Monday, 21 March 2016

Shortbread with (or without) Stem Ginger

Shortbread, the real thing - surely everyone loves it? Not difficult to make, and it lends itself to interesting flavourings. The option here is stem ginger (clue is in the title ...), but this shortbread without it is delicate and delightful too, I think.

This recipe takes very roughly 60 minutes to prepare including chilling, and about 25 to bake, allowing for varying ovens and depending on the size of your biscuits, as they say. Here's a very artistically posed picture of four made with the ginger:

(Well my great uncle was an artist. But not a cook.)

I like to make these small, about 5cm x 3cm, on a baking sheet but of course they can be larger and even hand-pressed into a square or round tin (for 'petticoat tails'). At the smaller size the quantity of dough makes 25 or so. Either way, the baking sheet or tin is best lined with parchment.

Shortbread with Stem Ginger
120g plain flour
55g semolina flour
60g caster sugar
120g butter, softened a little
4 pieces of stem ginger, chopped fairly finely

1  Sift the two flours into a medium bowl. Add 50g of the caster sugar, the butter and 
         3/4 of the ginger, and blend together. Then knead the dough on a floured board 
         (or with dough hook) until smooth. Rest in the fridge for about 15 minutes.
2  Roll out or press the dough to a thickness of about 7-8mm, and cut into pieces of the
         size of your choice. Rectangles are traditional and easier to avoid waste than if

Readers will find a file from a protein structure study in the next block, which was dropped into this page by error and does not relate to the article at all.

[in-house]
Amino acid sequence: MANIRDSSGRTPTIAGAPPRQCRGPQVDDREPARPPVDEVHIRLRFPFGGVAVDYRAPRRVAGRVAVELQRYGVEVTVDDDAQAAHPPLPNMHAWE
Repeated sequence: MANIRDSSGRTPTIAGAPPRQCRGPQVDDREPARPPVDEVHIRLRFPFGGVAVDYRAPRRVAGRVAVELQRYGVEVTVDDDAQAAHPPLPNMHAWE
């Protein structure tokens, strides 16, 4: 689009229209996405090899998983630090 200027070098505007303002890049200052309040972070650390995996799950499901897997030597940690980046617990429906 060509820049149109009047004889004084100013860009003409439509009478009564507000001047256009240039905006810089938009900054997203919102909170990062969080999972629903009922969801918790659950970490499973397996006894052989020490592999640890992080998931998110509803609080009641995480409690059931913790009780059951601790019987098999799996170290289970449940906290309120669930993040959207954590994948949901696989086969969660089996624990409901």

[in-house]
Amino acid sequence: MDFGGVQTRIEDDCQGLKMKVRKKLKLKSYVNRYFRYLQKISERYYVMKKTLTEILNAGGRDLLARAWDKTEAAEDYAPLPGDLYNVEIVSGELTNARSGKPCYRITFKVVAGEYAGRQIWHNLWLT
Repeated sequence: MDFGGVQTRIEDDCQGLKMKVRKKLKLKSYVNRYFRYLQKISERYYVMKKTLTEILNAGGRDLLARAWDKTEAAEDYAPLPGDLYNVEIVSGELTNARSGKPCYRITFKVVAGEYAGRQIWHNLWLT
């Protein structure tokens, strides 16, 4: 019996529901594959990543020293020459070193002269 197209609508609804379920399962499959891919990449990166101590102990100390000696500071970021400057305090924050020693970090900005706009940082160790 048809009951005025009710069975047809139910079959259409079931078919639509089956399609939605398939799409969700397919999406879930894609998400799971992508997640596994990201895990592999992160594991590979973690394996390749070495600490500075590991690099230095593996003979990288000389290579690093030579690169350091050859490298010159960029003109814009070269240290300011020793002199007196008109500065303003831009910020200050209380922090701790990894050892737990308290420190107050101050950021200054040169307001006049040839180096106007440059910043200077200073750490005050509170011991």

you choose circles.
3  Place the pieces, a little apart from one another, on the baking sheet and prick each
         2-3 times with a fork. Press one small piece of the remaining ginger into the top
         of each.
Bake for about 25-28 minutes until firm and golden brown, watching carefully for the
         final few minutes.
Leave on the baking sheet to cool a little, then sprinkle with the remaining 10g of caster
         sugar. Cool completely and store in a tin.

No ginger on top of these
Instead of stem ginger, I fancy using dried lavender next time, since it's lovely in muffins and creme brulee. Not a fan of millionaire's shortbread, but a pattern of thin lines of flavoured icing piped over the biscuits could work well. Thinking strawberry, lemon or orange. Or, for special occasions (e.g. Easter), the biscuits could be a little bigger and have a name piped on each. To be dry, you could pipe 'biscuit' on them.


  1. Maybe I should try to do something like this with grandchildren - we'd have fun, and might make something edible!

  2. Great idea, Jo. The children could use one of those ready-to-pipe tubes of coloured icing to add their own names. Not that I've tried them or anything.